Better fatigues were an investment


From Bill Moore, of Lima



Bill Moore works guard duty at the back gate while serving in the 7th Communications Squadron.

Bill Moore works guard duty at the back gate while serving in the 7th Communications Squadron.


Editor’s note: Bill Moore, 86, served in the U.S. Air Force from April 1952 to April 1956. Served in Texas, Wyoming, South Korea and Washington State. Spent one year in Korea 1952-‘53. Units, 7th Communications Squadron, 5th Communications Group, 5th Air Force.

I served with the 7th Communications Squadron in Taegu, Korea, assigned to the 5th Communications Group, 5th Air Force. The following is my story.

My job in the Air Force was that of a teletype operator. I had completed Air Force specialty school at F.E. Warren Air Force Base, in Cheyenne, Wyoming. I worked in the HQ of the 5th Air Force (Rear) in Taegu, South Korea. Taegu, in September 1952, was 100 miles or more from the “front.”

We were issued M1 Carbines, which was a common weapon used in the Korean War. However, the only time I can remember ever carrying it was for night guard duty at the 7th Communications Squadron compound. Guard duty was “passed around” so every now and then you got called on.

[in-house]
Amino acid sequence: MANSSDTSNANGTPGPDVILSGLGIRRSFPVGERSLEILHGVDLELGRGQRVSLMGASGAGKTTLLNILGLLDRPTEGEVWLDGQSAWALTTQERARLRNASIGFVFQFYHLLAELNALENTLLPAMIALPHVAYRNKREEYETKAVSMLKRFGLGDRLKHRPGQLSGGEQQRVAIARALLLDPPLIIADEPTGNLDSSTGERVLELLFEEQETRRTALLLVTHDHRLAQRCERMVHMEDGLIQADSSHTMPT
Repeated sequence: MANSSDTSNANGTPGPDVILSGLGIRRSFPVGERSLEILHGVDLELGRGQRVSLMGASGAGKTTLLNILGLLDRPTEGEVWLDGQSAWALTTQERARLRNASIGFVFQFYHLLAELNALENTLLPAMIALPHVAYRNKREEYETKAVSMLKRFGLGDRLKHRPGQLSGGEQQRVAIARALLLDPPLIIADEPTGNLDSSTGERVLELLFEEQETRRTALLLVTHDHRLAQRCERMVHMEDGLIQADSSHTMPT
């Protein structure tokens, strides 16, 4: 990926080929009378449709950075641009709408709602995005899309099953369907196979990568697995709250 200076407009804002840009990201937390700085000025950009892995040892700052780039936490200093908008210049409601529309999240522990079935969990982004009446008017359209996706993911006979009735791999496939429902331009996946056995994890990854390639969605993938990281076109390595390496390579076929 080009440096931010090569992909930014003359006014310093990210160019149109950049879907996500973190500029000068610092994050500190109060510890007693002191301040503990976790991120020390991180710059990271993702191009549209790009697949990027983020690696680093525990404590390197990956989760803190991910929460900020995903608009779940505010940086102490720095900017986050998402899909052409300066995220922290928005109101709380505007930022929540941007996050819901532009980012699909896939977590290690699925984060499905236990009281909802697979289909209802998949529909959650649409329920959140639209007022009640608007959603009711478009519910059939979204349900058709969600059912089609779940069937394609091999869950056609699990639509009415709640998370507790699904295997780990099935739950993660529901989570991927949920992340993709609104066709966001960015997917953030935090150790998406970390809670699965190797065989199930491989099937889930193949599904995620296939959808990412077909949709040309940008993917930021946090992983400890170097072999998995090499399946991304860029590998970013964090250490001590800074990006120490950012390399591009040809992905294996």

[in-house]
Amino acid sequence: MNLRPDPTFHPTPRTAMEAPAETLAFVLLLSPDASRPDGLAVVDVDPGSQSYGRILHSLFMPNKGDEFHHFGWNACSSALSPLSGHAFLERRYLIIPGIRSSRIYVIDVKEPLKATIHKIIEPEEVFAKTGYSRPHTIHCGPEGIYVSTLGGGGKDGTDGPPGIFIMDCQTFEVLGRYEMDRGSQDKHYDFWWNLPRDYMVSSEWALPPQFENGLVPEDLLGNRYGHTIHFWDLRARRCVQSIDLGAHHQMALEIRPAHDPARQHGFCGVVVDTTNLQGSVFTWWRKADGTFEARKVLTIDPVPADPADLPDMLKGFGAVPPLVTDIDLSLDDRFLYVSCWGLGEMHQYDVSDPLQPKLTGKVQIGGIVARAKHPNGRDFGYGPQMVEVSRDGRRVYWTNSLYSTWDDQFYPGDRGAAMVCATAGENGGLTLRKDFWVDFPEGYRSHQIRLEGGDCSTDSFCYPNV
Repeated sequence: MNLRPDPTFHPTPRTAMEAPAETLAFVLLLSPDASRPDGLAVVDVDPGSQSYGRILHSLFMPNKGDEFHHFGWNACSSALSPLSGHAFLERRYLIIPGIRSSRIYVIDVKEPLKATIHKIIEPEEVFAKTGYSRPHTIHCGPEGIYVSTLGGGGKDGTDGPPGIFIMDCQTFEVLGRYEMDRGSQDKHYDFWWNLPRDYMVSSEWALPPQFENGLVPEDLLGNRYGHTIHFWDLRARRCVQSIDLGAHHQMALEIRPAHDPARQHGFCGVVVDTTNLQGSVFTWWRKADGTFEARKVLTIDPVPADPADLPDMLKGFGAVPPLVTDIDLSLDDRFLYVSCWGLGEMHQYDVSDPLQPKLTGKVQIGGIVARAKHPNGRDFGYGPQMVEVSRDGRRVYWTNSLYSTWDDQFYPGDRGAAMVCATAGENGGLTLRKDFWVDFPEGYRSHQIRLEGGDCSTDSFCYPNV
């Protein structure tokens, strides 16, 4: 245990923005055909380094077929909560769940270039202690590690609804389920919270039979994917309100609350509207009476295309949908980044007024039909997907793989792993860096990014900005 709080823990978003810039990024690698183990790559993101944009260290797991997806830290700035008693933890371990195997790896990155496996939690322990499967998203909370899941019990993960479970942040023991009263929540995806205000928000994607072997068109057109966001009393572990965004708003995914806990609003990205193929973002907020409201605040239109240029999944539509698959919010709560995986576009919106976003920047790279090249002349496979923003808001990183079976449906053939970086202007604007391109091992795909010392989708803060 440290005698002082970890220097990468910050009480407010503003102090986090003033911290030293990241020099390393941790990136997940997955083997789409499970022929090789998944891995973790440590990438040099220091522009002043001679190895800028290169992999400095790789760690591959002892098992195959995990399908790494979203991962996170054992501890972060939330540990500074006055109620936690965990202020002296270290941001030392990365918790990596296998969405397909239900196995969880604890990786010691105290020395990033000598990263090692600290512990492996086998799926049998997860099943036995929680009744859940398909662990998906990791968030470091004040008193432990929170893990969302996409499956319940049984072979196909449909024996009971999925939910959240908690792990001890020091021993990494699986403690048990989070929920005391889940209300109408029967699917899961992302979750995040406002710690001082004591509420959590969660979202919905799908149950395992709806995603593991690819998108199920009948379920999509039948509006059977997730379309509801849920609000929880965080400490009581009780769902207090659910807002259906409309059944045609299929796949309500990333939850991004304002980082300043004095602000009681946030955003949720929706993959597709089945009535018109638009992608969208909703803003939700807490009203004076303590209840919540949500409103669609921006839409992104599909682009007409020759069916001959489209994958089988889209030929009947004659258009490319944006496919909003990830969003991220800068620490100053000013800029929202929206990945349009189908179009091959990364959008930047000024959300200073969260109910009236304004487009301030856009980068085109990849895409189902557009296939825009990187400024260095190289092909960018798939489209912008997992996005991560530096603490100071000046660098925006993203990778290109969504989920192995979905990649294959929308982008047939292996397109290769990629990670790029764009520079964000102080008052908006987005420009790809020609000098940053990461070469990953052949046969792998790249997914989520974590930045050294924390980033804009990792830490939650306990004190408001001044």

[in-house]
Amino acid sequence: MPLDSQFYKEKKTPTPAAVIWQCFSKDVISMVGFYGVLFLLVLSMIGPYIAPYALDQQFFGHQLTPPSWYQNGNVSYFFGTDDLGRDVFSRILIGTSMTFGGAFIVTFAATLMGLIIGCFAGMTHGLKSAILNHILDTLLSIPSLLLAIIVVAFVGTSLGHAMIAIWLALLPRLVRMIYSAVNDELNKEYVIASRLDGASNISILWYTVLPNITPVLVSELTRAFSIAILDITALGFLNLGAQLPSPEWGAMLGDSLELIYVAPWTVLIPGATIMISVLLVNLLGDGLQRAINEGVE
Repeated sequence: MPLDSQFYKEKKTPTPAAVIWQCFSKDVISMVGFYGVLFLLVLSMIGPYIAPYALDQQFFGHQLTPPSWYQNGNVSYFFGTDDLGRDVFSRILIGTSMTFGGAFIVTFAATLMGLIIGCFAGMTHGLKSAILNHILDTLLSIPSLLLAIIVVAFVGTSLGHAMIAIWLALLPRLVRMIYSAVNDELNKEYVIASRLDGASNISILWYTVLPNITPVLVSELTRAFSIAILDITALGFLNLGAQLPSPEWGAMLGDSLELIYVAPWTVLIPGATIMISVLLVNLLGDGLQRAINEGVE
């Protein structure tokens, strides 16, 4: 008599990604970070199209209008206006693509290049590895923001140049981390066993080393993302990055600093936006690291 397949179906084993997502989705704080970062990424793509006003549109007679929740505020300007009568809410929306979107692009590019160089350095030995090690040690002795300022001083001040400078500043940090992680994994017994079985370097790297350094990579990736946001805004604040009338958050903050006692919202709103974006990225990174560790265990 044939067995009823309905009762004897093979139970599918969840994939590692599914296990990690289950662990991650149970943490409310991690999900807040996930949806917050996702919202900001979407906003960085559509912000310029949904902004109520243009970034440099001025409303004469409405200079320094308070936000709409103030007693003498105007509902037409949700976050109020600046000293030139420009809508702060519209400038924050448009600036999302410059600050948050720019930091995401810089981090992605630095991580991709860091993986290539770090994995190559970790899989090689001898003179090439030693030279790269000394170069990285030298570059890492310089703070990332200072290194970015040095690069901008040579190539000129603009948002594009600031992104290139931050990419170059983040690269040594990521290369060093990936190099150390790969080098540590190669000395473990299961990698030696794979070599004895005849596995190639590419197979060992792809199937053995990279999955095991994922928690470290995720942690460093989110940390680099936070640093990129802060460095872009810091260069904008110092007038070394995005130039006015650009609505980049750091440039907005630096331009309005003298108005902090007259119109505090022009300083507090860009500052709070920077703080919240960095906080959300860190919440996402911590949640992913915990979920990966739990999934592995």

When I enlisted in the U.S. Air Force in April 1952 at age 19, the Air Force was only about five years old. It was organized in 1947. Many of the folks enlisting then were issued the old Army Air Force olive drab uniforms. Somehow or other, we got lucky and were issued the new Air Force blue uniform. I thought they were really sharp looking. They even included the blue “Ike jacket,” which was a short waist-cut jacket.

As for our work uniforms (fatigues) we were not so lucky as we were issued the old dumpy looking one piece uniforms. They were baggy looking, even with the 3-inch cloth belt around the waist. Those were government issued. We quickly found that we could invest, with our own money, in two-piece fatigues, which most of us very happily invested in. They looked much more presentable.

The winter of 1952-‘53 was very cold in Korea, with lots of snow. My mother had sent me a pair of hand warmers (chemical reaction) which worked very well. I quickly found that they not only provided your hands with warmth, but they were very thin and could be easily slipped down into the sides of your boots and keep the feet warm. Problem solved. We were also issued headgear that had big ear flaps on them. They were sheepskin lined and tied under one’s chin. Very warm, too.

The function of our unit in Korea was mainly that of a HQ function, sending and receiving all sorts of military information, yet loosely tied to operations at K-2 Airbase, which was a few miles outside of Taegu. We handled no classified information, as that was handled by our crypto section, which I was not a part of. I still have a few mementos that I have kept from that time in my life.

Thank you to The Lima News for what you have done for veterans over the many years that you have printed this edition.

Bill Moore works guard duty at the back gate while serving in the 7th Communications Squadron.
https://www.limaohio.com/wp-content/uploads/sites/54/2019/11/web1_Moore.jpgBill Moore works guard duty at the back gate while serving in the 7th Communications Squadron.

From Bill Moore, of Lima

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